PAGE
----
Drexel’s connections with China include institutional partnerships, a summer trip for the men’s basketball team and a Drexel alumnus in the president’s chair at a new university in Shanghai. And you can add another to that list: A growing set of School of Education professors is studying, collaborating, and sharing research with educators in China.
Dominic Gullo, PhD, professor of early childhood education; Rebecca Clothey, PhD, assistant professor of higher education; and Jennifer Adams, EdD, associate clinical professor of educational leadership and management, are all involved with this outreach.
When Gullo attended the National Association for the Education of Young Children (NAEYC) conference in 2013, he met Wang Huamin, director of the China National Society of Early Childhood Education. Haumin invited him to China to address teachers, directors, professors, and program administrators on best practices and research in early childhood education.
“There’s a huge misunderstanding about what the field of education is,” said Clothey.
“Many people think it’s only about training teachers. Having a conversation and dialogue may give us new ways to look at old problems. That’s why I advocate for looking beyond your backyard.”
A Different Interpretation
While published research is readily available internationally, interpretation is not universal. According to Gullo, the Chinese educators he met at the NAEYC conference were already familiar with research in the U.S., and many were designing early childhood programs based on what they were reading. But he found that their understanding and interpretation of the research was different from the domestic perspective.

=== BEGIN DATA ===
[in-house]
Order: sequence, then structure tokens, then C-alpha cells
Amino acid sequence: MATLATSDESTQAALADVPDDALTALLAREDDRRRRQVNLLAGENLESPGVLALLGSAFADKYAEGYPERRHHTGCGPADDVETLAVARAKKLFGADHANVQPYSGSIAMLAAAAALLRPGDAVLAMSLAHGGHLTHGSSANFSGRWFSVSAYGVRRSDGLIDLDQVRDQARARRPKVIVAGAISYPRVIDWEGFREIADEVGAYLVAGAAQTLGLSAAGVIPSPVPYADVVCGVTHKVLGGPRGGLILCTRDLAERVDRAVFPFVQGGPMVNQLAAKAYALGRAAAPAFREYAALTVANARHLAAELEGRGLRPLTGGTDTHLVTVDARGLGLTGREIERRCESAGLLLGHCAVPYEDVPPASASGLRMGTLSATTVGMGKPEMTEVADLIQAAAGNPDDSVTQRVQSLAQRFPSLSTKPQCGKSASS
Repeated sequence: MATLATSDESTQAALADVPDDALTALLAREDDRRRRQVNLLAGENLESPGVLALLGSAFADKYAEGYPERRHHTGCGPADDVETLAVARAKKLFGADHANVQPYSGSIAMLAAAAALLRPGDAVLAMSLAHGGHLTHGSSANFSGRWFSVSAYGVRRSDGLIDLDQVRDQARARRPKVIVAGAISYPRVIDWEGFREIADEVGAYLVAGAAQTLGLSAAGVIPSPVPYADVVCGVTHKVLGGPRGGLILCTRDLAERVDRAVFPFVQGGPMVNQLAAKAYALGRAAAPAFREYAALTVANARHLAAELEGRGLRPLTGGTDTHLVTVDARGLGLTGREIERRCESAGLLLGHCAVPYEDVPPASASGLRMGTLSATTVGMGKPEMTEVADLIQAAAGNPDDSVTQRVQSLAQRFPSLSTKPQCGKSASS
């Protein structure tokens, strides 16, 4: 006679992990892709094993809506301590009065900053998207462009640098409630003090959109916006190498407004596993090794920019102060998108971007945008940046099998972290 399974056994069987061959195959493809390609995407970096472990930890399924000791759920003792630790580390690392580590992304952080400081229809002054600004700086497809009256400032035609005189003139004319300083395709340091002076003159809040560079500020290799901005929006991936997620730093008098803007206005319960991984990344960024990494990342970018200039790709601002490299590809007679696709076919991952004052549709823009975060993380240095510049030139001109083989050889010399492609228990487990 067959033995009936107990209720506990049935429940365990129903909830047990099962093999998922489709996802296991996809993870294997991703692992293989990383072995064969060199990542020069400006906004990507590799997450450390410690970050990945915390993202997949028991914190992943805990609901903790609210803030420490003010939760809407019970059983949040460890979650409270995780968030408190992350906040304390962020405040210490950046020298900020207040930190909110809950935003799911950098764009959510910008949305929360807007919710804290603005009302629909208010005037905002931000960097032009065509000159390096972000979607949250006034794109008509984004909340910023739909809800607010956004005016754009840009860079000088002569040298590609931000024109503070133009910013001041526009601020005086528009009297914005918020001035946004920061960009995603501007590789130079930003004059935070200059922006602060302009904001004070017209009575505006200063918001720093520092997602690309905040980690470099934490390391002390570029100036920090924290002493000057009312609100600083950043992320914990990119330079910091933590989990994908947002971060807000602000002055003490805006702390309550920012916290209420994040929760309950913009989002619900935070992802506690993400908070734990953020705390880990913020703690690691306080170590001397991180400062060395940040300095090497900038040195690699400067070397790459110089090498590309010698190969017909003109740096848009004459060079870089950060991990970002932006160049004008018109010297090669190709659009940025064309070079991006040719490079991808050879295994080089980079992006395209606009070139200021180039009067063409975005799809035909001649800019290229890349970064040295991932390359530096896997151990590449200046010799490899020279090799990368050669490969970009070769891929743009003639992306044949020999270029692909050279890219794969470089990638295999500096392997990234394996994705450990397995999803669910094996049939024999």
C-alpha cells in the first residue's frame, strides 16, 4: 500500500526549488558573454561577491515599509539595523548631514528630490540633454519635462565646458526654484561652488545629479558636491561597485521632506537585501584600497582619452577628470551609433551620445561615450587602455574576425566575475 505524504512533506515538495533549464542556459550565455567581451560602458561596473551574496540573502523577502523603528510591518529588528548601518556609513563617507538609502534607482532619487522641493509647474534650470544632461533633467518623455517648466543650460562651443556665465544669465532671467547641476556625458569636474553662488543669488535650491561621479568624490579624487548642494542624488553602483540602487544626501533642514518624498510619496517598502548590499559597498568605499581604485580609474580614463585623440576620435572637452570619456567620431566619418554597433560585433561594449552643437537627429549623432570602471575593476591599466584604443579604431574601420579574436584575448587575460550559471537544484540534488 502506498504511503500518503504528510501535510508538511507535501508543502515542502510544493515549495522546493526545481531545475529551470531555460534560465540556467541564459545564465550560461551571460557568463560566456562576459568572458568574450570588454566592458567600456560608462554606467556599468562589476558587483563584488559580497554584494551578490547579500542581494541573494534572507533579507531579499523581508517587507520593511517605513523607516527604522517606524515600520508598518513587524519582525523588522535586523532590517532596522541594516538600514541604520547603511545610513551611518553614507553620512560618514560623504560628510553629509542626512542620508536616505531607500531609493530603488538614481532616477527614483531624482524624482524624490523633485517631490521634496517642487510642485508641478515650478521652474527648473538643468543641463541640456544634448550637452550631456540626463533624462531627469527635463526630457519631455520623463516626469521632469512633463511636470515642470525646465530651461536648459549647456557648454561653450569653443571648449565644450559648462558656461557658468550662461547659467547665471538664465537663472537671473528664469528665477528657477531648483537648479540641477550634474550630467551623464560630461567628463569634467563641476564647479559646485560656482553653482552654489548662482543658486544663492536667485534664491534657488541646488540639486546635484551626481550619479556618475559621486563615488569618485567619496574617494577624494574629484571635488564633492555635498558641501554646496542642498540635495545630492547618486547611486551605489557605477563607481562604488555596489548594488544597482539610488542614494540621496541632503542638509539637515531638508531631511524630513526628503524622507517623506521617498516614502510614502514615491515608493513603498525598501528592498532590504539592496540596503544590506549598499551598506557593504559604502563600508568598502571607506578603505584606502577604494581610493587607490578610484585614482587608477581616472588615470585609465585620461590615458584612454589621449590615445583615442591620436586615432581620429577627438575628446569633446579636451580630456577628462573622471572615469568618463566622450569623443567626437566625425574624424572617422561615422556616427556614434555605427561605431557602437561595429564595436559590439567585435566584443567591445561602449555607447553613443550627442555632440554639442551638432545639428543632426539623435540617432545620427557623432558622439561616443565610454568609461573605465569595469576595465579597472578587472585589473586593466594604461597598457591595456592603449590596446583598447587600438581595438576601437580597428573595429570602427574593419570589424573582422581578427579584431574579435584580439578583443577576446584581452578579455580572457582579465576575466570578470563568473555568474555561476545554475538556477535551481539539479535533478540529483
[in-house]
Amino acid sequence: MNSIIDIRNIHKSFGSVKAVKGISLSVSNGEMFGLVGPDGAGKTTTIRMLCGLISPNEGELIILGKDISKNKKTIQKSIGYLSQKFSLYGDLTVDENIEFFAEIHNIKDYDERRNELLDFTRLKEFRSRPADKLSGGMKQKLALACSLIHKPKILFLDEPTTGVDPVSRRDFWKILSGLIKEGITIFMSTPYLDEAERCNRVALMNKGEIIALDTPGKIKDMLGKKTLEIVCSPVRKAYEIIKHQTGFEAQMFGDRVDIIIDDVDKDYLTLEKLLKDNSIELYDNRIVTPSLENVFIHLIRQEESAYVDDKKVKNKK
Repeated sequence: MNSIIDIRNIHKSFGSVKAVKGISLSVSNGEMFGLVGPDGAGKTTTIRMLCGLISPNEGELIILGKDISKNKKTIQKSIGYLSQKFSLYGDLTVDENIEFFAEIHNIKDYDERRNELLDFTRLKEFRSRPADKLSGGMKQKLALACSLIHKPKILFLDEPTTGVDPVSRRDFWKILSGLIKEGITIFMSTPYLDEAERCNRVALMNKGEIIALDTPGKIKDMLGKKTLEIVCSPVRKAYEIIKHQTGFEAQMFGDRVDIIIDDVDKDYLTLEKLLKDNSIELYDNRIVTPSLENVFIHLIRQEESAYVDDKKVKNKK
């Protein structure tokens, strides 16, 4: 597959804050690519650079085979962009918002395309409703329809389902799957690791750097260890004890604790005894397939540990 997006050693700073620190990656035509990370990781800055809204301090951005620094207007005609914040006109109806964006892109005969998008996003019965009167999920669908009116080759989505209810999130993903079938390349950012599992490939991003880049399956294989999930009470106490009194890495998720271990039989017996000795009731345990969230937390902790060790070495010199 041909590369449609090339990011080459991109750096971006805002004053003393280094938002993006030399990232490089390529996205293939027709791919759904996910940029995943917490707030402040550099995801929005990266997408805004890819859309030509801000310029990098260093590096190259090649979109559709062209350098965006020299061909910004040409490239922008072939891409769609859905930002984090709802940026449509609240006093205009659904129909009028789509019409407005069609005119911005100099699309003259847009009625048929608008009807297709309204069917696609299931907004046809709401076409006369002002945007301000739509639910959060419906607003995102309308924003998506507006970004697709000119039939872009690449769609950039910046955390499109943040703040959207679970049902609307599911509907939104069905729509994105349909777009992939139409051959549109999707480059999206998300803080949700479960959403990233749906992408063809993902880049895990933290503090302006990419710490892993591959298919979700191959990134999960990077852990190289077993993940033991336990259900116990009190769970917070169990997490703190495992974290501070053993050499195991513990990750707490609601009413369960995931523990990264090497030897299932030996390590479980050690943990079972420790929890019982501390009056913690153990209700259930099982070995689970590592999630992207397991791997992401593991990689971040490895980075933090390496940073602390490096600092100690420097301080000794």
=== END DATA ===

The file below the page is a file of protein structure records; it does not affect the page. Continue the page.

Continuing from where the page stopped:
For the most part, Gullo said, Chinese preschools have developed along the same lines as those in the U.S. and Europe. But Chinese practice has created some interesting and potentially beneficial variations. Gullo gave an example of how No Child Left Behind has pushed the first-grade curriculum into preschool and kindergarten, which are becoming increasingly academic and less child-centered, with math and reading taking time away from play and art.
When Chinese educators read about this, they began to add more reading and math in early childhood education, but they did not eliminate art and play.
“Instead, they are introducing reading and math through art and play,” Gullo said.
This mutual discovery will lead to more collaboration with his counterparts in China.
Just as Chinese researchers are interested in learning about U.S. practices, Clothey studies advances in China, particularly among the Uyghur ethnic minority members in the Xinjiang Uyghur Autonomous Region, where she is currently a visiting scholar.
Chinese education is especially important now because it is a growing economy, increasing an average of eight percent per year for the last 20 years.
“To give you a sense of how things have changed, I first went to China in 1993,” said Clothey. “It wasn’t a place that people were thinking about in the U.S. Now traveling to China is not unusual or exotic; it’s prominent in world politics.”
Clothey has spent more than five years living in and traveling the country since 1993. That time on the ground was essential to her current role as a researcher. In Chinese culture, relationships and ties matter.
“Having a network is important there. In China, it’s almost impossible to make an appointment,” Clothey said. “You have to establish a relationship with someone, [then] they’ll help you by answering questions, or introducing you to someone who will.”